Coastal trek by anti-fracking protesters in the North East

A map showing the licence areas for Five-Quarter's Deep Gas Winning technology.
A map showing the licence areas for Five-Quarter's Deep Gas Winning technology.

Protesters from across the North East will begin a 73-mile, four-day coastal walk and kayak from Alnmouth to Hartlepool tomorrow to raise awareness about a controversial energy extraction process.

The event has been organised by Frack Free Cleveland, which claims that the coastline is under threat from Five-Quarter, which owns five licence areas for underground coal gasification (UCG).

Opponents say that the company’s licence areas contain two billion tonnes of coal that they propose to burn to produce gas using an experimental process with a track record of failure.

However, at an event in Alnwick last summer organised by Friends of the Earth, Five-Quarter’s Professor Paul Younger explained that the company has developed a process called Deep Gas Winning (DGW), which is different, and safer, than UCG. The process turns coal and the surrounding rocks directly into gas underground, but unlike fracking, no chemicals go into the ground – only steam and oxygen.

Professor Younger was keen to distinguish between their methods and UCG, saying that whereas UCG takes place at shallow depths on land using lots of pipework and long chambers, DGW is under the sea at great depth in much smaller, finite chambers. The boreholes are just nine inches in diameter. Nonetheless, many environmentalists remain unconvinced.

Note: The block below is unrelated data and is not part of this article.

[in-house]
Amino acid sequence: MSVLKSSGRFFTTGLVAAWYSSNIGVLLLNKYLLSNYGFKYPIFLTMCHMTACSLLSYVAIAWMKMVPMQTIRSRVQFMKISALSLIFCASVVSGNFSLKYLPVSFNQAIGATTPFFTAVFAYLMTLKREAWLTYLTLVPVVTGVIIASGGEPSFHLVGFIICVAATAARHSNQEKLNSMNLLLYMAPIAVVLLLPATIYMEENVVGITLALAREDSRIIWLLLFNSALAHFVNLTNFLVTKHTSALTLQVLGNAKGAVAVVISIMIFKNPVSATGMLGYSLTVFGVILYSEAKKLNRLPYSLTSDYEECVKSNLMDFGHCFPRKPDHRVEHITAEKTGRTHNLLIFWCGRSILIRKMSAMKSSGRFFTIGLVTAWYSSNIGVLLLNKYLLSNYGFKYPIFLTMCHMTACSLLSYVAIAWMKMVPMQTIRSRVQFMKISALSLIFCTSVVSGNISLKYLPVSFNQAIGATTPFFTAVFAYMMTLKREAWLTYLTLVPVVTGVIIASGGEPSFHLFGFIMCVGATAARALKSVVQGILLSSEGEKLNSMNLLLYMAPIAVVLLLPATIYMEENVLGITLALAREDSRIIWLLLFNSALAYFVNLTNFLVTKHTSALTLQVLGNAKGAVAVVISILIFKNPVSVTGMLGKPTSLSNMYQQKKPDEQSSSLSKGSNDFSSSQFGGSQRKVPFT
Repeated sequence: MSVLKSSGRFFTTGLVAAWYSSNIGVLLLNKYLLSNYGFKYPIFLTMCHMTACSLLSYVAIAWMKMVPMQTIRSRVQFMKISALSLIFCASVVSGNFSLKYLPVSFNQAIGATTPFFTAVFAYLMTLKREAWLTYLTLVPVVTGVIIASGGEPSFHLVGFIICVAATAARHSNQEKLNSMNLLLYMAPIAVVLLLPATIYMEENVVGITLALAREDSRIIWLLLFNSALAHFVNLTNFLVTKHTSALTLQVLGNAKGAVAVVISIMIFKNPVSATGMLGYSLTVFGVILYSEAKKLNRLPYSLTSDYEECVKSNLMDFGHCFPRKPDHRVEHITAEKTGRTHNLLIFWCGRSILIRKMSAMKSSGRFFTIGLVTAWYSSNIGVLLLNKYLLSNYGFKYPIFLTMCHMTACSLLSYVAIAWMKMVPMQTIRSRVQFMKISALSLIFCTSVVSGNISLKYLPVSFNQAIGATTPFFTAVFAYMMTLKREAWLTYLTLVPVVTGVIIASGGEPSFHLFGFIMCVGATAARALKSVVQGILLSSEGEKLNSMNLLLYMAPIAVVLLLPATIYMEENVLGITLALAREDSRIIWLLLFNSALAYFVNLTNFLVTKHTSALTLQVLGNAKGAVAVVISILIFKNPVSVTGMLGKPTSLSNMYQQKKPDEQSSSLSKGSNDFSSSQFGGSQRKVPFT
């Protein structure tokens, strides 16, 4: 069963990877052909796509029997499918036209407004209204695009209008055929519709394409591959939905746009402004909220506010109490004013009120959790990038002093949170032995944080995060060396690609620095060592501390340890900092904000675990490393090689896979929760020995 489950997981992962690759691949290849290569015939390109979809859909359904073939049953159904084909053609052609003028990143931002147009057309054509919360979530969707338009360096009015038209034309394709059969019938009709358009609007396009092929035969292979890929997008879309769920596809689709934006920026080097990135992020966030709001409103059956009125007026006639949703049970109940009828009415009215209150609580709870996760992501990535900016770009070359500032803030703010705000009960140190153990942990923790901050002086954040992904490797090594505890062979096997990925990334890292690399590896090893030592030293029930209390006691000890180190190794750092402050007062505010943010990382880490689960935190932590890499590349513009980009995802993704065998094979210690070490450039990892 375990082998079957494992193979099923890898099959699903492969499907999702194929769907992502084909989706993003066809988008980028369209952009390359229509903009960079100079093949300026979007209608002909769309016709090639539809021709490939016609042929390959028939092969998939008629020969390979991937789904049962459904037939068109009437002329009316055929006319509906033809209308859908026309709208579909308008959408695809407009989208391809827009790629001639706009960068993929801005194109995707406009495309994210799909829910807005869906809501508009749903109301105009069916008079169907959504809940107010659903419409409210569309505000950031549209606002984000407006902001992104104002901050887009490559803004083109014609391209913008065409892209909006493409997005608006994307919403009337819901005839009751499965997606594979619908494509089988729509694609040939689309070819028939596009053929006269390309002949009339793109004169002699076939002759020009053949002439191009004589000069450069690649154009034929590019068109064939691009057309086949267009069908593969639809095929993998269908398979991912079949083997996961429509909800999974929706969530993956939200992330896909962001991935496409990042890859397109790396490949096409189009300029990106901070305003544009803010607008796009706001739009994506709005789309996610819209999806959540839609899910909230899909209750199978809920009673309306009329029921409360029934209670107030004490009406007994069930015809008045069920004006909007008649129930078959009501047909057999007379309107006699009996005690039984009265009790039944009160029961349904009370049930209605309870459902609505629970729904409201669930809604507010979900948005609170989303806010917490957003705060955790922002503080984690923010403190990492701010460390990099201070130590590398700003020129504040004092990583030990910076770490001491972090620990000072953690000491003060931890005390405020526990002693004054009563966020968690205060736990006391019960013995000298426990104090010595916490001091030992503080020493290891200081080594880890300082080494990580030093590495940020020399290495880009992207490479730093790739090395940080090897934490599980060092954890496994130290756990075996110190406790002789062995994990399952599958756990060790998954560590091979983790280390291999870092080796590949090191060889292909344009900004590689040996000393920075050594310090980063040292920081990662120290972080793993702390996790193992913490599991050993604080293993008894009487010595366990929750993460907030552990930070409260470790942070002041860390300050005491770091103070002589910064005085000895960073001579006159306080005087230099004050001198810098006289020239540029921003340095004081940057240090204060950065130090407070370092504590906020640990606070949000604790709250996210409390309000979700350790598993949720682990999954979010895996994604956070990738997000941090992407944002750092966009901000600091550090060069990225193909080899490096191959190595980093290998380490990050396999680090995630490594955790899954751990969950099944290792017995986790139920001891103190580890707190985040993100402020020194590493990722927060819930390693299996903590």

The trek, which aims to make the people of Northumberland and Durham aware of Five-Quarter’s UCG plans, will see walkers and kayakers start at 9am tomorrow from Alnmouth beach and end in Hartlepool on Tuesday with a meeting to launch Frack Free Hartlepool at Hartlepool Rovers FC.

There is a Facebook event page for the start of the walk and kayak at Alnmouth as well as for the launch event in Hartlepool.

Alex Harris, from Frack Free Cleveland, said: “Underground coal gasification is an extreme energy extraction process which involves setting fire to coal seams underground and uses processes similar to coalbed methane and shale gas/oil fracking. Our entire beautiful North East coastline from Alnwick to Hartlepool has been licensed for this experimental technology which has a proven track record of disaster in onshore trials and has never been tried offshore anywhere.”